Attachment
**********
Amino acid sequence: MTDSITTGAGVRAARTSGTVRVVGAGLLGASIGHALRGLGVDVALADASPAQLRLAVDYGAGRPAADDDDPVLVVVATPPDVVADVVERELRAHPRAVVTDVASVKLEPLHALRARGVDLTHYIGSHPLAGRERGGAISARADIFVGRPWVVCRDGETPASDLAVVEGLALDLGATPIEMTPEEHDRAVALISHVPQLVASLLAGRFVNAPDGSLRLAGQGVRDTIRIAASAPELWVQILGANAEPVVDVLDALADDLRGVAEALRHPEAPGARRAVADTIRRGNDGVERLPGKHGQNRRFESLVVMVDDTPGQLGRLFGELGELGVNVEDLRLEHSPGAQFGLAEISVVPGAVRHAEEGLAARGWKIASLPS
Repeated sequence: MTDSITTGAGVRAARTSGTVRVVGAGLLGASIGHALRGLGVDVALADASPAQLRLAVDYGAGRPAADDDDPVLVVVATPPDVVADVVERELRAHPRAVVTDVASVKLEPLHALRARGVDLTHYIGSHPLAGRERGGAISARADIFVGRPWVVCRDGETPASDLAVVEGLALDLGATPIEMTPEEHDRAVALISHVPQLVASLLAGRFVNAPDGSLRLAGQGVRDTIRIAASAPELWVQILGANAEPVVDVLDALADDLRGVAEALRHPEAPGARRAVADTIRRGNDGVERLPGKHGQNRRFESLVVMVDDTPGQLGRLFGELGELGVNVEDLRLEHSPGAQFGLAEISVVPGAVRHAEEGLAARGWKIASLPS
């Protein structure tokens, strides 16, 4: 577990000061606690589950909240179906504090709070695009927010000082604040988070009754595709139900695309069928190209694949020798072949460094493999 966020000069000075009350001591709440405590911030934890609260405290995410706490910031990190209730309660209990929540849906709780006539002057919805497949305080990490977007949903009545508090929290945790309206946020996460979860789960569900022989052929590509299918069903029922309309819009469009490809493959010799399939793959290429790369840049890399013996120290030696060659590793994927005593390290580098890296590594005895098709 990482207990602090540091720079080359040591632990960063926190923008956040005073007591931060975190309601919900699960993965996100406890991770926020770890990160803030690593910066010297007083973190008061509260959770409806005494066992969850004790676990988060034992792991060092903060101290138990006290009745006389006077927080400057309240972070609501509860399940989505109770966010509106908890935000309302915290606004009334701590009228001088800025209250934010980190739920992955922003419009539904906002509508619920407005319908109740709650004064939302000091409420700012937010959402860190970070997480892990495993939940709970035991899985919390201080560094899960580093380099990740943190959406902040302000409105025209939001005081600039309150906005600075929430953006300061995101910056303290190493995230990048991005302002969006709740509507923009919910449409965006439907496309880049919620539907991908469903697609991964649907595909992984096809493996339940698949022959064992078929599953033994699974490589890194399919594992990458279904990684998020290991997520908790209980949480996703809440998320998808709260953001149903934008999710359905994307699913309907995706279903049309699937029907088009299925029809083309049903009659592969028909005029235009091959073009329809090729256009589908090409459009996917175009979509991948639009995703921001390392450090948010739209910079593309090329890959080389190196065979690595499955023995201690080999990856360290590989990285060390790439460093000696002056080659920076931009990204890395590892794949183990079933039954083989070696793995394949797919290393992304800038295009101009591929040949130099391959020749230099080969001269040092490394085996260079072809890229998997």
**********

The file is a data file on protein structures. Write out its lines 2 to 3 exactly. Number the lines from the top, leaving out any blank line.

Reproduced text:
Repeated sequence: MTDSITTGAGVRAARTSGTVRVVGAGLLGASIGHALRGLGVDVALADASPAQLRLAVDYGAGRPAADDDDPVLVVVATPPDVVADVVERELRAHPRAVVTDVASVKLEPLHALRARGVDLTHYIGSHPLAGRERGGAISARADIFVGRPWVVCRDGETPASDLAVVEGLALDLGATPIEMTPEEHDRAVALISHVPQLVASLLAGRFVNAPDGSLRLAGQGVRDTIRIAASAPELWVQILGANAEPVVDVLDALADDLRGVAEALRHPEAPGARRAVADTIRRGNDGVERLPGKHGQNRRFESLVVMVDDTPGQLGRLFGELGELGVNVEDLRLEHSPGAQFGLAEISVVPGAVRHAEEGLAARGWKIASLPS
């Protein structure tokens, strides 16, 4: 577990000061606690589950909240179906504090709070695009927010000082604040988070009754595709139900695309069928190209694949020798072949460094493999 966020000069000075009350001591709440405590911030934890609260405290995410706490910031990190209730309660209990929540849906709780006539002057919805497949305080990490977007949903009545508090929290945790309206946020996460979860789960569900022989052929590509299918069903029922309309819009469009490809493959010799399939793959290429790369840049890399013996120290030696060659590793994927005593390290580098890296590594005895098709 990482207990602090540091720079080359040591632990960063926190923008956040005073007591931060975190309601919900699960993965996100406890991770926020770890990160803030690593910066010297007083973190008061509260959770409806005494066992969850004790676990988060034992792991060092903060101290138990006290009745006389006077927080400057309240972070609501509860399940989505109770966010509106908890935000309302915290606004009334701590009228001088800025209250934010980190739920992955922003419009539904906002509508619920407005319908109740709650004064939302000091409420700012937010959402860190970070997480892990495993939940709970035991899985919390201080560094899960580093380099990740943190959406902040302000409105025209939001005081600039309150906005600075929430953006300061995101910056303290190493995230990048991005302002969006709740509507923009919910449409965006439907496309880049919620539907991908469903697609991964649907595909992984096809493996339940698949022959064992078929599953033994699974490589890194399919594992990458279904990684998020290991997520908790209980949480996703809440998320998808709260953001149903934008999710359905994307699913309907995706279903049309699937029907088009299925029809083309049903009659592969028909005029235009091959073009329809090729256009589908090409459009996917175009979509991948639009995703921001390392450090948010739209910079593309090329890959080389190196065979690595499955023995201690080999990856360290590989990285060390790439460093000696002056080659920076931009990204890395590892794949183990079933039954083989070696793995394949797919290393992304800038295009101009591929040949130099391959020749230099080969001269040092490394085996260079072809890229998997």